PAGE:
Wills have been at the center of estate planning for many years. However, wills don’t take legal effect until the person who made the will dies and the Will is admitted to probate. In short, wills don’t have legal effect until you go to court.

Frequently, clients will want to avoid having to go to court, whether for reasons of expense, privacy, or just discomfort with being in court.

The standard estate planning tool to avoid probate has been a revocable living trust. However, trusts can be expensive, hard to understand and to fund. A frequent problem is that not all assets are owned by the trust and therefore the trust doesn’t apply.

Many people can avoid probate through the use of a transfer on death deed for the home, a transfer on death motor vehicle title, and payable on death designations on bank accounts as well as beneficiary designations on retirement accounts and life insurance policies.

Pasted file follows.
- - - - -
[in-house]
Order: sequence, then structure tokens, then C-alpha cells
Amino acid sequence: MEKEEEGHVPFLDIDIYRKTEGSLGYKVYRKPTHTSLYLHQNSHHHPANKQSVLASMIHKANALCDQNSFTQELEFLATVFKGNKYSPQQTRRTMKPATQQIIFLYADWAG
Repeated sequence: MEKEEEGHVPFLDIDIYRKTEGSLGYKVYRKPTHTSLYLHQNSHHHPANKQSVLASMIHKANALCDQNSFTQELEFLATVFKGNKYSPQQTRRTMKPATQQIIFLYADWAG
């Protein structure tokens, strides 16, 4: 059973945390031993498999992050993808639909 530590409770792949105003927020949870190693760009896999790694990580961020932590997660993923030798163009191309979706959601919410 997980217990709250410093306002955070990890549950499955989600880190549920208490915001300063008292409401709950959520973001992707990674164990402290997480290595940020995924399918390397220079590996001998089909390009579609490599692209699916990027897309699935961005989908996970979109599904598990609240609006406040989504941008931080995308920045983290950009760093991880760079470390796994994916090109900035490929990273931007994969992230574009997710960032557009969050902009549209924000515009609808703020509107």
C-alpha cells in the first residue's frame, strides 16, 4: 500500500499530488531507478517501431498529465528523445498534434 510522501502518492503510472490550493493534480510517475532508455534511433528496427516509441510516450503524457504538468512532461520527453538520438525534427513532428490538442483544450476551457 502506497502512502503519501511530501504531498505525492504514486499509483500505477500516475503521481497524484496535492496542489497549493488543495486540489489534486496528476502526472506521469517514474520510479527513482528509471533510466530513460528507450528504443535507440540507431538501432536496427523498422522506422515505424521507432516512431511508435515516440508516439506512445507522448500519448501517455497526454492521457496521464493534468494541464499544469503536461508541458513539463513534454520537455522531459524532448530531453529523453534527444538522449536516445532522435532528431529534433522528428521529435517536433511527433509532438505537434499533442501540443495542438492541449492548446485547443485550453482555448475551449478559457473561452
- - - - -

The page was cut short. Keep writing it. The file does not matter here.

Other ways to pass ownership on death without a probate are ownership as joint tenants with right of survivorship and community property survivorship agreements.

Even if you believe that everything you own has a beneficiary or otherwise passes outside of probate, it is prudent to have a will that can be probated if necessary to pass or receive assets.

It is sometimes necessary to be able to probate a will in order to collect assets  or to pass assets that don’t have a beneficiary designation.

No one estate plan is best for everyone. Discuss your wishes with your lawyer. Discuss the best way for you and your family to pass ownership of assets on death.

Robert Morris is an Elder Law, Estate Planning, Guardianship and Medicaid Attorney at Hammerle Finley Law Firm.